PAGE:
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   Table of Contents      
ARTICLES
Year : 1975  |  Volume : 23  |  Issue : 2  |  Page : 20-22

Optic neuritis due to demyelinating disease


Jawaharlal Institute of Post-Graduate Medical Education and Research, Pondicherry-6, India

Correspondence Address:
G C Sood
Professor of Ophthalmology, J.M.P.E.R, Pondicherry 6
India
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Source of Support: None, Conflict of Interest: None


PMID: 1236447

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How to cite this article:
Sood G C, Kapoor S, Rao V A, Krishnamurthy G, Ramakrishnan S, Rajisamy. Optic neuritis due to demyelinating disease. Indian J Ophthalmol 1975;23:20-2

How to cite this URL:
Sood G C, Kapoor S, Rao V A, Krishnamurthy G, Ramakrishnan S, Rajisamy. Optic neuritis due to demyelinating disease. Indian J Ophthalmol [serial online] 1975 [cited 2019 Oct 17];23:20-2. Available from: http://www.ijo.in/text.asp?1975/23/2/20/31325

Demyelinating conditions have been diag­nosed very infrequently as an etiological factor for various neurological disorders in India. This is, because the typical triad of Charcot is hardly seen. [1] A presumptive diagnosis of Dis­seminated Sclerosis in paraplegics, has already been reported [1],[3],[5],[11],[15] .

This case is being reported since there were a wide range of systemic and ocular findings suggestive of Disseminated Sclerosis.


  Case Report Top


Patient PN, aged 35 years, male, reported for the first time in March 1973, for weakness in his right side of the body. Neurological examination revealed gene­ralized hypotonia. Joint sense in left lower limb was reduced. Romberg's sign was positive and finger nose test showed past-pointing. Superficial as well as deep sensations in right half of the body were absent. He was put on steroids and the condition improved remar­kably.

In April 1974, he developed marked degree of hypo­tonia and loss of power in both the lower limbs (Grade IV). Superficial and deep sensations were absent on the medial side of right upper limb and lateral side of both the thighs. Joint sense was impaired in lower limbs. Romberg's sign was positive and the deep reflexes were sluggish.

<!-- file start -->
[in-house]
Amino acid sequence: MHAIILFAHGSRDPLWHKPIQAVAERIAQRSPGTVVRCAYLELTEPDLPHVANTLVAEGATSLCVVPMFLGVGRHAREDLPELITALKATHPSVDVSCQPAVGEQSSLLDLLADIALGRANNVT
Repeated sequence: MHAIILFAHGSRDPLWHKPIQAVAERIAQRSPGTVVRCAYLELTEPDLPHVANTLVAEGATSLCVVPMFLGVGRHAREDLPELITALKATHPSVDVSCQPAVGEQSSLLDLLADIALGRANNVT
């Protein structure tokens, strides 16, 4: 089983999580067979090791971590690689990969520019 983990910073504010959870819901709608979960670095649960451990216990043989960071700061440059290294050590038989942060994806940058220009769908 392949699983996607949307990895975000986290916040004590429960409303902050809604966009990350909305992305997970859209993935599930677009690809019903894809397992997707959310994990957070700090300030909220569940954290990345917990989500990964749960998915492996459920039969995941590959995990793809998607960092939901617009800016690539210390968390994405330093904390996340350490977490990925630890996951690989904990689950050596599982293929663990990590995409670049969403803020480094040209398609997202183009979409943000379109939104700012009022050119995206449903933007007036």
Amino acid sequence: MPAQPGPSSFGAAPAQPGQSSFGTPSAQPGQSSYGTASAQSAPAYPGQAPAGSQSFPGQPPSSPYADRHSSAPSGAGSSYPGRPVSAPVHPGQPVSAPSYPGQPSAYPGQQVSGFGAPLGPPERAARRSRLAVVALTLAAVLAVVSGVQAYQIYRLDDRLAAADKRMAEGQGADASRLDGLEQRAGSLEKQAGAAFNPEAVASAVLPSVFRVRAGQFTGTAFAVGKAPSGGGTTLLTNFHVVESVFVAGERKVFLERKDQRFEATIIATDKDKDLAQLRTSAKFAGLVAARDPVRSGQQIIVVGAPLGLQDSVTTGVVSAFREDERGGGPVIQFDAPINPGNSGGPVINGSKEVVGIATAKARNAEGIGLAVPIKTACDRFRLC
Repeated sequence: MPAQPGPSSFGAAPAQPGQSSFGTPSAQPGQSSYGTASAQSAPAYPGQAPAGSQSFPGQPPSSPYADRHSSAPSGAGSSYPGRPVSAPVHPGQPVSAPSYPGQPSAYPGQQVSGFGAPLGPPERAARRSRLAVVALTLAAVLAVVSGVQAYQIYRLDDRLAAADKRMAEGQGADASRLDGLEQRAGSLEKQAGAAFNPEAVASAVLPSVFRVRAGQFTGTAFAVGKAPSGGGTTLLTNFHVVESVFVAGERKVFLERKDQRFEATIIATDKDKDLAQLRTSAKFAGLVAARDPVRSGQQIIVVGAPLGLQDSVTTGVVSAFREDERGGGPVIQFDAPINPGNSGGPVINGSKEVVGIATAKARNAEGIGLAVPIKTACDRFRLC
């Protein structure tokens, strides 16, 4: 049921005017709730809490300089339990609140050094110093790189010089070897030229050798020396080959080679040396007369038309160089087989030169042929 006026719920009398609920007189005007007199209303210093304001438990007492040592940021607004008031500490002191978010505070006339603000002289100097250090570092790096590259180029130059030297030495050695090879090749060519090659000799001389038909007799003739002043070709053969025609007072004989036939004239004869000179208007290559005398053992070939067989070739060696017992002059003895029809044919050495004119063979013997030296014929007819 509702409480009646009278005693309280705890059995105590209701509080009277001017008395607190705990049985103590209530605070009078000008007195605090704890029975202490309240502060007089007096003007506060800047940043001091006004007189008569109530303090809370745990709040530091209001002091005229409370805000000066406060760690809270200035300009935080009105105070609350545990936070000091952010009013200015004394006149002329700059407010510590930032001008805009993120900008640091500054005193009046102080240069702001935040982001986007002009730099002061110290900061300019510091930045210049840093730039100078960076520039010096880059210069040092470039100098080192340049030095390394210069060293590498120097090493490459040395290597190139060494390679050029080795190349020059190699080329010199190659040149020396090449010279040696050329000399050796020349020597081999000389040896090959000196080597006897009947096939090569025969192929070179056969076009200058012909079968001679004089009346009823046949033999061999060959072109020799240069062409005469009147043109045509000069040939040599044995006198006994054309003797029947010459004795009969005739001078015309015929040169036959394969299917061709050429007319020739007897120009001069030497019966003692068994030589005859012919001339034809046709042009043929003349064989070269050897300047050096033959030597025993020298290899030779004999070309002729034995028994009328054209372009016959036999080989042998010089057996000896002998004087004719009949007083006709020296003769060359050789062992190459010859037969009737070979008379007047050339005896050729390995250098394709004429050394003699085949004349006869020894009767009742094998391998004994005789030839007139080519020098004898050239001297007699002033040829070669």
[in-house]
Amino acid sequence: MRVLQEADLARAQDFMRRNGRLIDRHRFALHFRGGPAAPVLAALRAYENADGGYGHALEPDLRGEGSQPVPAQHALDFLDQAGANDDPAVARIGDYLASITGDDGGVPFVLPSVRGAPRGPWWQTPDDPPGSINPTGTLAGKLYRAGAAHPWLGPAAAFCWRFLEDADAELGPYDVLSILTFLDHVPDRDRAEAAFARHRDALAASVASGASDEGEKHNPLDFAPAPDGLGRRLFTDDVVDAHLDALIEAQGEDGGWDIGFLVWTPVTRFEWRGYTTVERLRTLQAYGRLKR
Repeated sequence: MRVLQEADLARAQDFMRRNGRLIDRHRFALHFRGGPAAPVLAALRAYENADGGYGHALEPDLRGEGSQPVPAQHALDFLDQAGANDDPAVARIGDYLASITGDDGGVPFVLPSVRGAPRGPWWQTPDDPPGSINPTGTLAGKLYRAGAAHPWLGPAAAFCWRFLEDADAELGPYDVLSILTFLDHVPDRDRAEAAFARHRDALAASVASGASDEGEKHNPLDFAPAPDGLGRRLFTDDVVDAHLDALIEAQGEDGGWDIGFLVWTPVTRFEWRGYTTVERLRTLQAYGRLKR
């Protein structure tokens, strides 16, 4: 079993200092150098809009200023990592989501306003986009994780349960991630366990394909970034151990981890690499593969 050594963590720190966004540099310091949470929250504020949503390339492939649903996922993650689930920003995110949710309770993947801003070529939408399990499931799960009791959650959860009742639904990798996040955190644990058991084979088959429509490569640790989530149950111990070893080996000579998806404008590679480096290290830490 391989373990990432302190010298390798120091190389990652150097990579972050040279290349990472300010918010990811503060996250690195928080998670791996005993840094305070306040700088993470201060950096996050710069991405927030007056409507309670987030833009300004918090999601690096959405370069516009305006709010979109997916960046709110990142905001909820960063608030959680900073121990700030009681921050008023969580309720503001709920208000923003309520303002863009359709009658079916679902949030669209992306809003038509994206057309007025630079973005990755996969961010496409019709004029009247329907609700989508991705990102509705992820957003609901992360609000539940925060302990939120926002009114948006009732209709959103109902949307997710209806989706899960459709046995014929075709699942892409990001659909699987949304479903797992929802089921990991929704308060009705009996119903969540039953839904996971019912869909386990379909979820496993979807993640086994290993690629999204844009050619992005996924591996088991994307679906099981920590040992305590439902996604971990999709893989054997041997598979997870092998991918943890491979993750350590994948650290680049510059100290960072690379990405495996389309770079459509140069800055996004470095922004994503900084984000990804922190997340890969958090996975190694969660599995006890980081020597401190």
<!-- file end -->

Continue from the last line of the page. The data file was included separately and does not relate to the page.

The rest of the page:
In January 1975, the patient experienced sudden loss of vision in right eye for the first time. Neurological examination revealed generalized hypotonia with normal muscle power. Intention tremors more marked on the right side were seen. Finger nose test and the heel knee test showed incordination on the right side. Romberg's sign was positive. He walked keeping his legs extended. All the deep reflexes were sluggish. Ocular Examination revealed loss of voluntary wrinkling of forehead, with superior gaze palsy. Pupils were sluggish but were reacting normally to accommodation and convergence. Vision in the right eye was reduced to perception of light with defective projection in two quadrants. Fundus showed temporal pallor of the optic nerve head, a healed patch of chorioretinitis and vascular sheathing on the temporal side. Left eye was having a visual acuity of 6/5, normal fundus but a centroceacal scotoma [Figure - 1] After making him walk for 50 metres, the visual acuity in left eye fell to 6/18 and the fields showed marked degree of constriction which included the previous scotoma [Figure - 2]. All investiga­tions for blood, VDRL and X-Ray chest, spine and skull were normal. CSF showed marked rise in gamma globulins [Figure - 3]. The vision in right eye improved to 6/18 in temporal quadrant with steroids [Figure - 4].